According to Patricia Boland, Vice President of Research and Development for Colorescience®, ‘The demand for clean beauty products is a rising trend. Unlike OTC sun care and cosmetics, there is no governing body like the FDA that has defined “clean beauty” across the board. We have always made sure that our ingredients are 100% free from parabens, phthalates, synthetic fragrance and dyes, talc, mineral oils drying alcohols and chemical sunscreens. We do not test on animals, require that our raw material suppliers provide tested safety and efficacy protocols, and we then test our final formulations and perform comprehensive sensitivity, stability and comedogenicity testing in addition to required FDA testing to be sure our products have the highest level of safety and performance. We also believe that ingredient transparency is important, and we disclose all formula ingredients so our consumers can make an informed decision about what they use on their skin.’
David Mays, PharmD, Chief Science Advisor for SkinSAFE® (skinsafeproducts.com), explains that fragrance allergens and essential oils are a big issue for the users on this consumer and physician-facing website. ‘From our perspective, many of the skincare and beauty products claiming to be “clean” contain ingredients that will certainly clean your face and body but are far from being best for those with sensitive skin. There is so much inconsistency from retailer to retailer and this is multiplied by brands who often define and follow their own set of rules.’
He continues, ‘For example, one beauty retailer claims that to be “clean,” products cannot contain petrochemicals like mineral oil, but they can contain essential oils and botanical extracts. A recent study of cleansers claiming to be natural and petrochemical-free actually found that 100% of them actually did contain petrochemicals, despite claims of being clean. You can see how this can confuse consumers since few ingredients are as innocuous to the skin as good old petrolatum and mineral oil or have such a long history of safety and skin benefits. The SkinSAFE site, developed with the MAYO Clinic, uses over 20 years of skin patch data for consumers as well as practitioners. Our philosophy is that products best for sensitive skin must first and foremost be free of the most common allergens and their related compounds. In fact, SkinSAFE research has shown when you avoid the top allergens you can help avoid skin reactions in 49% of people with sensitive skin.’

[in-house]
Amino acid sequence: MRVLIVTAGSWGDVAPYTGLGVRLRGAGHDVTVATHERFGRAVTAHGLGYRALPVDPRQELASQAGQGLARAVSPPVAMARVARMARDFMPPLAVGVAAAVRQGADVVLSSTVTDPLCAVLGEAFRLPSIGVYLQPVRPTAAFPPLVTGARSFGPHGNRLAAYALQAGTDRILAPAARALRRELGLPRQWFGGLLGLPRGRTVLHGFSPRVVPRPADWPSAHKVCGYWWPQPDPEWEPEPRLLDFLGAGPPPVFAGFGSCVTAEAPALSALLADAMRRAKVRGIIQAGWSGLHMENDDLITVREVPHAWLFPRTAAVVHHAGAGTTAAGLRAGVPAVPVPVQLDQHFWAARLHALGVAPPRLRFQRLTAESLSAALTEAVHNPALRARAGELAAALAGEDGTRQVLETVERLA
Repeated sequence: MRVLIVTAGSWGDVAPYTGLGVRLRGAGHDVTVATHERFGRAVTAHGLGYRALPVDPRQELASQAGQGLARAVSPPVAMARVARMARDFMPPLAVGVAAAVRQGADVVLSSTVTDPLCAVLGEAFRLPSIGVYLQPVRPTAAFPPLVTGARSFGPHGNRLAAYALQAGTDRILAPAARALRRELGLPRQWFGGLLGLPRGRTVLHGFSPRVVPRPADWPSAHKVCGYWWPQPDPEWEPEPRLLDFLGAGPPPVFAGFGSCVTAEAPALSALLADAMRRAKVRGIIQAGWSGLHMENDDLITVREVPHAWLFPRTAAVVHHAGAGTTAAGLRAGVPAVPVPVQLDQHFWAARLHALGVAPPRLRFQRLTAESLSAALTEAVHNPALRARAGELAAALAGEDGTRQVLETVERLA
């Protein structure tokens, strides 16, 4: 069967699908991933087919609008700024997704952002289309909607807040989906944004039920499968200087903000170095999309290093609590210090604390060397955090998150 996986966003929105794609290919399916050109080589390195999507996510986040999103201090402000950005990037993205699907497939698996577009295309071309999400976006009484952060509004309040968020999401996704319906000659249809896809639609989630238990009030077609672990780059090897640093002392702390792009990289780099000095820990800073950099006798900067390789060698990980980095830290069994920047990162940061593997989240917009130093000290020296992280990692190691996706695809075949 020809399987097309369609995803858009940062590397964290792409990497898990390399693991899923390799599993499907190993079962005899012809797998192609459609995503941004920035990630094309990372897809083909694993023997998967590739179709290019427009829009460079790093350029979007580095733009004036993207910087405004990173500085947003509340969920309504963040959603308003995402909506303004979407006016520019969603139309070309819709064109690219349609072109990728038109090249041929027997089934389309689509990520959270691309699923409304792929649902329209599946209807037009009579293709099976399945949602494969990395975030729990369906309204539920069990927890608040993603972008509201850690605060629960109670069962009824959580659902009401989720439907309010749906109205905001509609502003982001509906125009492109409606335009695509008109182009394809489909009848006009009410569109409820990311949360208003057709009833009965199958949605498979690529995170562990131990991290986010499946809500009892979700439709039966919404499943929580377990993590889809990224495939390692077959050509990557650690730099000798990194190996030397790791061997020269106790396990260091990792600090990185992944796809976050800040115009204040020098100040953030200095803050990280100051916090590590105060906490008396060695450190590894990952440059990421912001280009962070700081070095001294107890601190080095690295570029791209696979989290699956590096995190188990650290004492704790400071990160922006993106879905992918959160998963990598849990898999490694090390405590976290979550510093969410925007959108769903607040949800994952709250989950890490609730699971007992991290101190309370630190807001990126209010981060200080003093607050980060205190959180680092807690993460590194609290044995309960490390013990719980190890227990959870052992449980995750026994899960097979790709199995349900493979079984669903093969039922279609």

The certification process
Although many brands are categorising their products as ‘clean beauty’ to capitalise on this global megatrend, a lot of them are taking a shortcut by merely jumping on it for the timely marketing value.
According to Lynne Florio, Co-Founder of the indie brand, Planted in Beauty™, based in New York City, ‘From the beginning, we made a commitment to never trade quality or the peace of mind of our customer for time or money saved. To that end, our ethos of transparency guided us through the voluntary processes taken, going above and beyond what is required to provide assurances and complete transparency to our customer. This is especially important because of the wide range of standards and unclear messaging within the beauty industry.’ In fact, cosmetic companies can easily exaggerate their claims as they are not required to obtain official certification, but that may be changing soon.
She continues, ‘Independent certification requires an unbiased third party to assure you as the consumer, that the product is in fact what the brand tells you it is and has been reviewed at length by leading industry experts. When you purchase our Well Within products, you are given guarantees from our notable third-party certifications that attest to natural, organic, cruelty-free, safe and eco-responsibility practices. There is no single certification that covers all categories, so we applied for four different unbiased certifications. The average consumer assumes that if a product has made it to the shelves of their local drug store, it has undergone extensive testing, which may or may not be the case.’